When you apply to refinance your home mortgage, the lender reviews your financial situation just as with the first loan. A lower home value definitely impedes your ability to refinance, but it doesn't completely ruin your chances because price is only one refinance consideration.
People refinance for a few key reasons. A common motive is simply lowering your mortgage interest rate. If you can drop from 6 to 4.5 percent interest, for instance, you could save thousands and thousands of dollars over the life of your loan. Reducing monthly payments is another common motive. However, a restrictive income and a falling home price are problematic when it comes to getting a new loan.
The Equity Picture
The new lender looks closely at the amount of equity you have in your home when you want to refinance. On conventional loans, lenders typically expect you to have at least 5 to 10 percent equity, according to legal website Nolo. Thus, if your home price has dropped from $300,000 to $270,000, you would potentially need at least $27,000 in equity at the point of refinance. In other words, you couldn't owe more than $243,000 on the current loan.
The comparison of your current mortgage balance to the property's appraised value is called loan-to-value ratio. Lenders commonly require that you pay for an appraisal as part of a refinance. Both mortgages and second home loans, such as equity loans and lines of credit, are factored in. Thus, if you have a $230,000 mortgage balance and a $28,000 balance on a second mortgage, you are likely out of luck with a home value of $270,000.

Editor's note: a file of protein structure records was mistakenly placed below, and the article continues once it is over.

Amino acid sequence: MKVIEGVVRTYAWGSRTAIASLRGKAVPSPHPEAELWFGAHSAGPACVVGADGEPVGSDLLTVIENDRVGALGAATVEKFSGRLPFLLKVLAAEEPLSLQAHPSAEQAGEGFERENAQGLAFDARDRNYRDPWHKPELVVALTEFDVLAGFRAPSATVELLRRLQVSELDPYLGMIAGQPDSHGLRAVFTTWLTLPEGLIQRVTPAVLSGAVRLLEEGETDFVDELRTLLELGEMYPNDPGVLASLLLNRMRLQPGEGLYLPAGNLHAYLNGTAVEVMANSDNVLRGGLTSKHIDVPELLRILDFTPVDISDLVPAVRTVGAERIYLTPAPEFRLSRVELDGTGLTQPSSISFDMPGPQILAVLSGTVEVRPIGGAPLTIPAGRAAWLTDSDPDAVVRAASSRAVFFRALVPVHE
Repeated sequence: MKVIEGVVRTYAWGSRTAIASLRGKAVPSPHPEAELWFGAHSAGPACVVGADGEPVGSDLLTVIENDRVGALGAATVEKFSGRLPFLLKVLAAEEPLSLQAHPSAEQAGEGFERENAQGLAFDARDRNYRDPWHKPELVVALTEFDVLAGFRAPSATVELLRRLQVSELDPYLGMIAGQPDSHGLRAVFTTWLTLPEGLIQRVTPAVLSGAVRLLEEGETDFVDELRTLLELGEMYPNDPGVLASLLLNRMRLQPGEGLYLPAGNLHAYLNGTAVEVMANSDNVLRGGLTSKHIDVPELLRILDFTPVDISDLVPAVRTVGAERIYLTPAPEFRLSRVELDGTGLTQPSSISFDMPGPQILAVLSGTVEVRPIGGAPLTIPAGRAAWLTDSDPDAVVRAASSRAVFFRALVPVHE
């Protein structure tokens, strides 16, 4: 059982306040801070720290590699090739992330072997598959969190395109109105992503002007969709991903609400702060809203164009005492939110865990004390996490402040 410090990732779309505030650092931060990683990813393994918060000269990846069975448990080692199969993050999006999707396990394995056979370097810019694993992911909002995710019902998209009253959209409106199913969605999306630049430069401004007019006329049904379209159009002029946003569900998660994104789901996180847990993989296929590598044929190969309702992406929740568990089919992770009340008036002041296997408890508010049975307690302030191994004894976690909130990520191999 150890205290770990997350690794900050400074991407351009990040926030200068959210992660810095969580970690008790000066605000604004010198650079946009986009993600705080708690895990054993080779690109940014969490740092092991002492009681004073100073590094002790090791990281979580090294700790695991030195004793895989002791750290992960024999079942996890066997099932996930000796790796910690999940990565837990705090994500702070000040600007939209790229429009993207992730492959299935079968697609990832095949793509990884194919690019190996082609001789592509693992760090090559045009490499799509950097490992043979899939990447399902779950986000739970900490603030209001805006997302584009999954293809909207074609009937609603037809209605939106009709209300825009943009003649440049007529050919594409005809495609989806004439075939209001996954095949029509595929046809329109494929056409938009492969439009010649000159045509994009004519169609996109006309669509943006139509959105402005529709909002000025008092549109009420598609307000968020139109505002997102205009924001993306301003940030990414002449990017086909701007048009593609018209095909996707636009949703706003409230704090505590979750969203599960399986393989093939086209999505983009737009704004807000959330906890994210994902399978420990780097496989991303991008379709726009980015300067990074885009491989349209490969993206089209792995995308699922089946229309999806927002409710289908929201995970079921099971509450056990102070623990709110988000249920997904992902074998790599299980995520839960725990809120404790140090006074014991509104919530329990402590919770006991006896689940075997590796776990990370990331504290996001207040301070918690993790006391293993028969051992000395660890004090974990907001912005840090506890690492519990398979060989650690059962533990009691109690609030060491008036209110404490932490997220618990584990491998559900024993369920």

If you have the right amount of equity, you can certainly refinance with a decreased property value. However, loan-to-value isn't the only factor weighed into a refinance decision. Similar to the original mortgage, the lender evaluates your credit report, your income and debt obligations. You need a debt-to-income ratio in line with the lender's guidelines. Conventional lenders look for a 28 percent or lower mortgage-to-income and a 36 percent or lower debt-to-income ratio. If your income has gone up, you haven't taken on substantial new debts and the proposed new mortgage payment is lower, you should fare well on this factor.
Neil Kokemuller has been an active business, finance and education writer and content media website developer since 2007. He has been a college marketing professor since 2004. Kokemuller has additional professional experience in marketing, retail and small business. He holds a Master of Business Administration from Iowa State University.